Next up was Coldfront Labs’s very own David Pascoe-Deslauriers with a session on CTools Panels Contexts. Just so you know, I only know a tiny bit about CTools, and pretty much nothing about Panels and Contexts. Dave started his presentation with flurry of words that had me (and maybe a few other unsuspecting attendees) confused. He quickly started demystifying these concepts, however, and by the midpoint of his presentation, I felt confident enough to start using Contexts and Panels in my own sites. Diving in to some code, Dave went on to make the whole process of creating custom Contexts plugins seem totally doable. Zero to custom plugin in 45 minutes. Great job Dave!
Finally, the last session I attended was called “Druplicon’s Fables: Stories of Mistakes, Morals, and Doing it Right.” This light hearted and entertaining session used a series of fables, stories and anecdotes as a lens through which we can look at the way we deal with development, project management, client engagements and product quality. Highly entertaining, self-reflective and charismatic, the presenter made everyone in the room more aware of the things we deal with everyday, and how we can sometimes get so caught up in our roles that we can lose sight of the big picture. All in all, this was a very poignant presentation and capped-off the day nicely.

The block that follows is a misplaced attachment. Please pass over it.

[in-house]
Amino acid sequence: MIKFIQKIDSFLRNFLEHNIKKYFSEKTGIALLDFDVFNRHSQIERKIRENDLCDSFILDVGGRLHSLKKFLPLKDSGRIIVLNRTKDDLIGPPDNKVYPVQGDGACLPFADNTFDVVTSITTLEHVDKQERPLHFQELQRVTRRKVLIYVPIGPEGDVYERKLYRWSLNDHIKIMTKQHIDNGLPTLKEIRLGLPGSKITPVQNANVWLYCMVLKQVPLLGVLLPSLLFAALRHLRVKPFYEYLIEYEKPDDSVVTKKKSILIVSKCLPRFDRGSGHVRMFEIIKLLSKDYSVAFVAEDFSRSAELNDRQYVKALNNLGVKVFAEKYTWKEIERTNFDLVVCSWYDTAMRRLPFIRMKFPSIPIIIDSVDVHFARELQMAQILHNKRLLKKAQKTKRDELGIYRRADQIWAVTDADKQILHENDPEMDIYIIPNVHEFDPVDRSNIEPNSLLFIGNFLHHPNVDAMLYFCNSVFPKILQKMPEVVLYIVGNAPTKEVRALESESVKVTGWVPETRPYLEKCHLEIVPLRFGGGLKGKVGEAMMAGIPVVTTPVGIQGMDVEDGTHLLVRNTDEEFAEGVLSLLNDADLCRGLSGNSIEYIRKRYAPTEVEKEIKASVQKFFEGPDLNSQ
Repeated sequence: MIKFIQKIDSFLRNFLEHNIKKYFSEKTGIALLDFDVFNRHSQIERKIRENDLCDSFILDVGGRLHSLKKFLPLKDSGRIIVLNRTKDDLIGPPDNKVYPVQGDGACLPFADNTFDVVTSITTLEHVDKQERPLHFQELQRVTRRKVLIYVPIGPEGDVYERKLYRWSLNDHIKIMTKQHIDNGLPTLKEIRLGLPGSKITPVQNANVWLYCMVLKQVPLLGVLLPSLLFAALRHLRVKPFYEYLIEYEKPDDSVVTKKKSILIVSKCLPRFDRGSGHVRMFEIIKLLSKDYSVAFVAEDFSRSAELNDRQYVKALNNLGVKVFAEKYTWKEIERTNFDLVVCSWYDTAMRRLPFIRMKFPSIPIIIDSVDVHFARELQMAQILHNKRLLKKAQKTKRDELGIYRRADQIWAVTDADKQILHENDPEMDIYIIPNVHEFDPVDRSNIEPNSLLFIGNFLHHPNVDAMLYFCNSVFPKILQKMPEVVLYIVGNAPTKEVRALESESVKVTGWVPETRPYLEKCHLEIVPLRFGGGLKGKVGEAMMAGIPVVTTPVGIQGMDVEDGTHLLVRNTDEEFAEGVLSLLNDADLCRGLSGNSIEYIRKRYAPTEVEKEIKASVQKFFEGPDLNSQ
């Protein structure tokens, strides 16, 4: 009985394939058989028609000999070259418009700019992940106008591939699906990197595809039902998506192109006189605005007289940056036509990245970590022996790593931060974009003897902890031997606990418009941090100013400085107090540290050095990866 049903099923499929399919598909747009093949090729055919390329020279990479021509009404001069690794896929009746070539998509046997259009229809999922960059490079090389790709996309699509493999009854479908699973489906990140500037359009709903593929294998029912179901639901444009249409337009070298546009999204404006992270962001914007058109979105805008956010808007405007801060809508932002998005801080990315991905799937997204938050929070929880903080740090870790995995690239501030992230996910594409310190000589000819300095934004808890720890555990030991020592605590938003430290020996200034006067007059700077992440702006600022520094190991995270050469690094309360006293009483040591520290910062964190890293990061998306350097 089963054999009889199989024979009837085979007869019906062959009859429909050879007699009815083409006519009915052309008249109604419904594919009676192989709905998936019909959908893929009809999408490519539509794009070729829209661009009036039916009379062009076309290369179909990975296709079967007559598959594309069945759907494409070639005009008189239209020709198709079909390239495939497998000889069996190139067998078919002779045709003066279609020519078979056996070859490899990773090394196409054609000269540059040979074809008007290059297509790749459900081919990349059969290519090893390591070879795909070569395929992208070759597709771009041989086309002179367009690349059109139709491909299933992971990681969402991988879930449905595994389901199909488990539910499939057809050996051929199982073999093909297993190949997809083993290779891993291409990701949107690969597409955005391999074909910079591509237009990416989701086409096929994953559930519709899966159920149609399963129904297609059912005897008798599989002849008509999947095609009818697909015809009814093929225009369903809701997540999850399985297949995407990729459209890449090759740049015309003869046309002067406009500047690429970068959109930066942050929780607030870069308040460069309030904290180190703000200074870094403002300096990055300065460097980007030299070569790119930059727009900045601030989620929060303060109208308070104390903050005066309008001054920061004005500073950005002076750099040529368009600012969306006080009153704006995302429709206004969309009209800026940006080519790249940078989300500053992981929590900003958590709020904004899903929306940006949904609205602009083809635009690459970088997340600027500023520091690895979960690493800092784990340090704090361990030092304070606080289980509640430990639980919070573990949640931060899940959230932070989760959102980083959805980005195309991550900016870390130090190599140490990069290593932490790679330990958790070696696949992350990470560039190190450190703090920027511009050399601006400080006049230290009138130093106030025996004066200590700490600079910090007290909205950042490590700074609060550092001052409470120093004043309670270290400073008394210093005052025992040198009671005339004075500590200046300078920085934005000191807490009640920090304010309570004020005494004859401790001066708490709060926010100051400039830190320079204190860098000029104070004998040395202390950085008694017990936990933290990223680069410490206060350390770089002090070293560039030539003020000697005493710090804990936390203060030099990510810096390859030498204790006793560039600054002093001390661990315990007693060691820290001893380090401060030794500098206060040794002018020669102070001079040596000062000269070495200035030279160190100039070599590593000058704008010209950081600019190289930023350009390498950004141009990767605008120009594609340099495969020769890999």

That concluded my first Drupal Camp. I have to say, I came home beaming, and I truly had a great time. I had been to a few other conferences and conventions before, but none like this. The impression I was left with was that everyone who attended was there because of their passion for Drupal and its community. The whole thing had a very organic feeling. I heard some people say that they have drank the kool-aid, but I don’t know if that’s an appropriate way to describe what I saw yesterday. I got the impression that kool-aid had nothing to do with it, and that it is simply a case of unbounded passion and pride that drives people from the Drupal community. When you believe in something passionately and harbour an innate hope for the future, and when these things come organically from the bottom-up rather than mechanically from the top-down, then kool-aid simply falls outside the equation.